BOSTON (Reuters) - Herbalife's surging stock price may be causing hedge fund manager William Ackman some gastrointestinal pain now that he is sitting on $300 million worth of losses due to his bet that the nutrition and supplements' company's shares would fall, a person familiar with the fund said.
Shares of Herbalife are now trading up 30 percent from where Ackman first began betting that the stock would fall.
His $12 billion Pershing Square Capital Management last year put on a $1 billion short bet when the shares were trading around $50. When shorting a stock, a manager borrows the shares and expects to repay the loan at a lower price once the price has fallen.
Seven months ago, the hedge fund manager promised that he would not cover the roughly 20 million Herbalife shares that he shorted and that he would stick with the risky bet until the company's share price tumbled to zero.
But now that he has lost hundreds of millions of dollars as Herbalife's shares trend steadily higher, he and his investors may be feeling a bit more queasy.
Halfway through July, when stock markets rebounded, Pershing Square was up some 2.2 percent for the month, boasting about 8 percent for the year to date. But the monthly gain will likely have been flushed away by Herbalife and the annual gain will have shriveled some, people familiar with the portfolio said.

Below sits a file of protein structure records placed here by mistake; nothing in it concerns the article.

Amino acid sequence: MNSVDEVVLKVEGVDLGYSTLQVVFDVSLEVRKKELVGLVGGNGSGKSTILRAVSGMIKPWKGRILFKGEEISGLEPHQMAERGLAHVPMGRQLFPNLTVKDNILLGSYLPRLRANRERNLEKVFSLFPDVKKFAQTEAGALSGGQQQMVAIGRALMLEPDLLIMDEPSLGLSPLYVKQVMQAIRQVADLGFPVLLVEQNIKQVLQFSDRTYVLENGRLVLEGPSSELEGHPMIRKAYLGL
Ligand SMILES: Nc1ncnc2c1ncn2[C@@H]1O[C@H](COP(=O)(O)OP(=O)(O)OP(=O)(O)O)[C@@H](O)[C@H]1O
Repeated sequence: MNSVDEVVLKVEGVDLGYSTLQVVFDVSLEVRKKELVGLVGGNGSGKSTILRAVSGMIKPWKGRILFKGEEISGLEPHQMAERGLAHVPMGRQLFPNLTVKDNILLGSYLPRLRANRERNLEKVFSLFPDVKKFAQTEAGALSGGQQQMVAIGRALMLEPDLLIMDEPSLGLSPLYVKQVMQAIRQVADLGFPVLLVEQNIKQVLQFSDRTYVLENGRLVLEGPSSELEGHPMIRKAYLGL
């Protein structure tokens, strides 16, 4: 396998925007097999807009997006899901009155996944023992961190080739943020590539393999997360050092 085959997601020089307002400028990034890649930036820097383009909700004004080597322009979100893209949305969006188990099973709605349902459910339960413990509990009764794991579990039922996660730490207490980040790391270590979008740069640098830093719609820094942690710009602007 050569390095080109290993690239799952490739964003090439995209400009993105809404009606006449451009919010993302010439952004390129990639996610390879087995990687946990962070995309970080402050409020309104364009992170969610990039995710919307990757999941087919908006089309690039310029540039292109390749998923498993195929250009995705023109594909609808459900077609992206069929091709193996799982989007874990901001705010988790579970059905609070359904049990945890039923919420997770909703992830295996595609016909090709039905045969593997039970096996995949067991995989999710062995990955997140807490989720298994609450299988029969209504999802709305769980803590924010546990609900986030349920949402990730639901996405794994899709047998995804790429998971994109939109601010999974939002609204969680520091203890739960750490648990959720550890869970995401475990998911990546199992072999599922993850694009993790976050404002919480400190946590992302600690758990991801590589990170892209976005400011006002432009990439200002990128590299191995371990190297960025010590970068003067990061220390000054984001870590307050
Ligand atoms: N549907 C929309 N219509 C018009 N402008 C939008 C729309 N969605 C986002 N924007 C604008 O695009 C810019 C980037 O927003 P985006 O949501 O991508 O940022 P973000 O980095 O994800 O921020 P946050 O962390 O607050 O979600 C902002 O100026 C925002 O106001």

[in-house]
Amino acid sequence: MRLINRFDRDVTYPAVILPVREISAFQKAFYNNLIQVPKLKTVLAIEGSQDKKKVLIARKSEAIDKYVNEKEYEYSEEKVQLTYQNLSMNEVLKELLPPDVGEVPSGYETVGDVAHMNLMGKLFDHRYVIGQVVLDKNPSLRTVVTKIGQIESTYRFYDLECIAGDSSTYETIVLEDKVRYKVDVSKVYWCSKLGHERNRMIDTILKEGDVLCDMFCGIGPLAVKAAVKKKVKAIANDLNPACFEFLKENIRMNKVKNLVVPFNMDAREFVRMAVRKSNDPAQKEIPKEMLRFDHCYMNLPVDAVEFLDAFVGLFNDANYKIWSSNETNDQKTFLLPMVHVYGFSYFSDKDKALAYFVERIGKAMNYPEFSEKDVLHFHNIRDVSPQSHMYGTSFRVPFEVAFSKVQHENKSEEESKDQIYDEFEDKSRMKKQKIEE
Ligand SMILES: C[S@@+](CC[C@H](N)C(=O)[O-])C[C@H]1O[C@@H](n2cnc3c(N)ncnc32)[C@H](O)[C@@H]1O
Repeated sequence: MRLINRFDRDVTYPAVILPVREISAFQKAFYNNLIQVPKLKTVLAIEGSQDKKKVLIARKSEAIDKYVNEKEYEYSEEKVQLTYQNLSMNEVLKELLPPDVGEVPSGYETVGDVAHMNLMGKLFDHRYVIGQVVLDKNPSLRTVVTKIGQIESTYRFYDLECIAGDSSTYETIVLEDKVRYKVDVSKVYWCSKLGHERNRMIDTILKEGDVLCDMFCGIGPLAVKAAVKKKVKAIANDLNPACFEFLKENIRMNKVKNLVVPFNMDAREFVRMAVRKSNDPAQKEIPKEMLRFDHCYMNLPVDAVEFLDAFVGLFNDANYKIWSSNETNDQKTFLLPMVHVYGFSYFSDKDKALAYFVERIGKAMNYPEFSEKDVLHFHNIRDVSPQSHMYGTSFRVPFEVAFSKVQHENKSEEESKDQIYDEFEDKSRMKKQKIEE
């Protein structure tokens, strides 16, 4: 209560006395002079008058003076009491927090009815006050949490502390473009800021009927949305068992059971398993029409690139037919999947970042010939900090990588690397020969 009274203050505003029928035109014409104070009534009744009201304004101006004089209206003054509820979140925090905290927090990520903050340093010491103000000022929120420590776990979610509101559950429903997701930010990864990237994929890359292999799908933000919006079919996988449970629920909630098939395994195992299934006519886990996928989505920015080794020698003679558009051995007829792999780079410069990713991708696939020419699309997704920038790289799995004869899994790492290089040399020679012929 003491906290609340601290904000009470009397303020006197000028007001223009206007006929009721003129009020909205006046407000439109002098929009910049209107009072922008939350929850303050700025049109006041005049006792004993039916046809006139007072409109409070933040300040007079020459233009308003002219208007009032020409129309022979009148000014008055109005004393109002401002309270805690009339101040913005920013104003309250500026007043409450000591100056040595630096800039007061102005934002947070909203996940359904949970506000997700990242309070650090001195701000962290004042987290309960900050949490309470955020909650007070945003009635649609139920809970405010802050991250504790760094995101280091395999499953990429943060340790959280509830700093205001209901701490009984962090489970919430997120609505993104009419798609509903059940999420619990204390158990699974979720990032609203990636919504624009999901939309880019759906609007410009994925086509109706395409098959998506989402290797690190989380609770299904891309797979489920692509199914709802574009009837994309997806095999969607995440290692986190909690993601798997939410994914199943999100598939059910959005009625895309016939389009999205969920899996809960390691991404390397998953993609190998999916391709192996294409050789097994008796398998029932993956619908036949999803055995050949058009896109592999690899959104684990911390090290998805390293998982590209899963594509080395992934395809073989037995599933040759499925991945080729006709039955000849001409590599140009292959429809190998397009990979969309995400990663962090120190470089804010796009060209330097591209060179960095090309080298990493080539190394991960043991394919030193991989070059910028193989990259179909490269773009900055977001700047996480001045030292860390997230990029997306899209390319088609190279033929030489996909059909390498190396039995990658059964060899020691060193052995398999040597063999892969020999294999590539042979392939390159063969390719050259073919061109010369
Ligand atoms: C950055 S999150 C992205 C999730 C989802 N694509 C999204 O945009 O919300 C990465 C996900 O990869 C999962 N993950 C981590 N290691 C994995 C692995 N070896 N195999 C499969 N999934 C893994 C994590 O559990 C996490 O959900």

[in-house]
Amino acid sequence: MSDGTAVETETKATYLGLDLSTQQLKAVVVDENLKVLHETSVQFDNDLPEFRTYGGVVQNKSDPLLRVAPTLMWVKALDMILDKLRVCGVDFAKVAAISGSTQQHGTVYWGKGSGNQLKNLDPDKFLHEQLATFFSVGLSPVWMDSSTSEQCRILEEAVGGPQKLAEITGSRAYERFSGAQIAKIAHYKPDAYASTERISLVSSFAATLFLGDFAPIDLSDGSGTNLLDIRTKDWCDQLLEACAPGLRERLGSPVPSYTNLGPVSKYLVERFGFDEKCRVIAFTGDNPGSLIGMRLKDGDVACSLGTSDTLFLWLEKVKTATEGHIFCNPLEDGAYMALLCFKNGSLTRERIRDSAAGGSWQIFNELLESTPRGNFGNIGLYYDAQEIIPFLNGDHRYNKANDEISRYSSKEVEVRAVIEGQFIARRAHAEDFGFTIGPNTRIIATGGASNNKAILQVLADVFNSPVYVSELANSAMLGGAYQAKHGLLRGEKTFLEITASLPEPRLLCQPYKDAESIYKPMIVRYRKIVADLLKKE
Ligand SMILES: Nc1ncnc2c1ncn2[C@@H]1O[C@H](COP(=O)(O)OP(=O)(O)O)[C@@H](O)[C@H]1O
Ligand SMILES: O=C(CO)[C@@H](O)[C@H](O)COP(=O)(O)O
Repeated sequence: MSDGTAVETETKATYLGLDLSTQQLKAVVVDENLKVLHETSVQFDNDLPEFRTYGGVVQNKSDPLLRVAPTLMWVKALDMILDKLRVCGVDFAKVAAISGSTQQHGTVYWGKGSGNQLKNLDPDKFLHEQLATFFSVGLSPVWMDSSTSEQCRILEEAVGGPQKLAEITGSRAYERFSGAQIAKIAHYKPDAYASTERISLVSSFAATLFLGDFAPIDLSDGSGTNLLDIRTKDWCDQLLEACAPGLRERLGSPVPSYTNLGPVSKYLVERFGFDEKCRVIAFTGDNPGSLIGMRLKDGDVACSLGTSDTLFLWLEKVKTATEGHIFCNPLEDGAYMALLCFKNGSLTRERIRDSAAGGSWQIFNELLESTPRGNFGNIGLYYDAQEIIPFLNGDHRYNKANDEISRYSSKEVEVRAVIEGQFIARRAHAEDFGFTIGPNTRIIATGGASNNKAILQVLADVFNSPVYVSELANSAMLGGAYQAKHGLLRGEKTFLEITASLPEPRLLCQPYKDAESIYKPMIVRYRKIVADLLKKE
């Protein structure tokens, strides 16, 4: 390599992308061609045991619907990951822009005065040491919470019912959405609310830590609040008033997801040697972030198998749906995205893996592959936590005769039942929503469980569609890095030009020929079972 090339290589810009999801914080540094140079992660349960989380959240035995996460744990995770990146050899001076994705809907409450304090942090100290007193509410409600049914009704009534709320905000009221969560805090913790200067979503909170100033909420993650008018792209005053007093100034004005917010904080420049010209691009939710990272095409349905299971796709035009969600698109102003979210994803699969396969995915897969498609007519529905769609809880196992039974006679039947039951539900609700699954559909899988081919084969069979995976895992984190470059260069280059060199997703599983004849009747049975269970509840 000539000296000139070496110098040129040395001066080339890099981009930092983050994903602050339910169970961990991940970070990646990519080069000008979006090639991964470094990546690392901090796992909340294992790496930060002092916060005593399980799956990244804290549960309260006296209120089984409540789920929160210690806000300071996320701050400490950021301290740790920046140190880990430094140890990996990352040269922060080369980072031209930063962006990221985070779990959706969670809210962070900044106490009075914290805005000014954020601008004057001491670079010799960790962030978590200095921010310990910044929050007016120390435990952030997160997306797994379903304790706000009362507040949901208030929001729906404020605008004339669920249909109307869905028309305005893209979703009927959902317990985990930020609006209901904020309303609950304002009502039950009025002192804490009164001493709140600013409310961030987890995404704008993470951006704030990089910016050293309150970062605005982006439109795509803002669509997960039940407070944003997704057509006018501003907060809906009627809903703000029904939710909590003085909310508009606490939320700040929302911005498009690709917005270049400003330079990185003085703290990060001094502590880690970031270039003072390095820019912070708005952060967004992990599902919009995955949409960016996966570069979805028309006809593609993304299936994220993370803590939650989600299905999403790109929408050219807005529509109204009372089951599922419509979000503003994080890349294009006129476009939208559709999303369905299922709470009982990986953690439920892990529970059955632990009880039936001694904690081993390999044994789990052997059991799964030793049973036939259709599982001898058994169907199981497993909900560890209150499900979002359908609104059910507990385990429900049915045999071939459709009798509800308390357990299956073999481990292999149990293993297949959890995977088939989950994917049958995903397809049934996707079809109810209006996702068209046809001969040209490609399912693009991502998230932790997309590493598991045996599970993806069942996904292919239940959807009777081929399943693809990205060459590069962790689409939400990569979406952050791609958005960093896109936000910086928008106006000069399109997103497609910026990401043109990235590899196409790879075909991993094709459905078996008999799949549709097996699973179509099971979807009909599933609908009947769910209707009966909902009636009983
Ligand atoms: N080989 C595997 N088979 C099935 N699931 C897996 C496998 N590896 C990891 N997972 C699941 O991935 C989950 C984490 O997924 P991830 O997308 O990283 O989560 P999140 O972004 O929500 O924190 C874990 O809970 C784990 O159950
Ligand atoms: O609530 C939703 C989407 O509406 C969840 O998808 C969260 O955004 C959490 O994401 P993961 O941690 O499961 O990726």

Herbalife's shares are trading at $63.82, up more than 5 percent Tuesday after having gotten a boost from second-quarter earnings numbers.
Ackman responded to Herbalife's second-quarter earnings report, which sent the stock price higher again, with a five- page press release. In it, he questions what he calls the company's weak operating earnings growth, the company's use of what he said is a beneficial exchange rate with Venezuela and the fact that the company's new accountant has not audited the latest earnings report.
The trouble with the Herbalife bet is that it comes squarely on the back of JC Penney, another stock in which Pershing Square has taken a beating. Ackman's high-profile bet on the retailer and praises of Ron Johnson, who was supposed to save the company but was fired earlier this year, had prompted some investors to want more information on that bet.
(Reporting By Svea Herbst-Bayliss; Editing by Maureen Bavdek)
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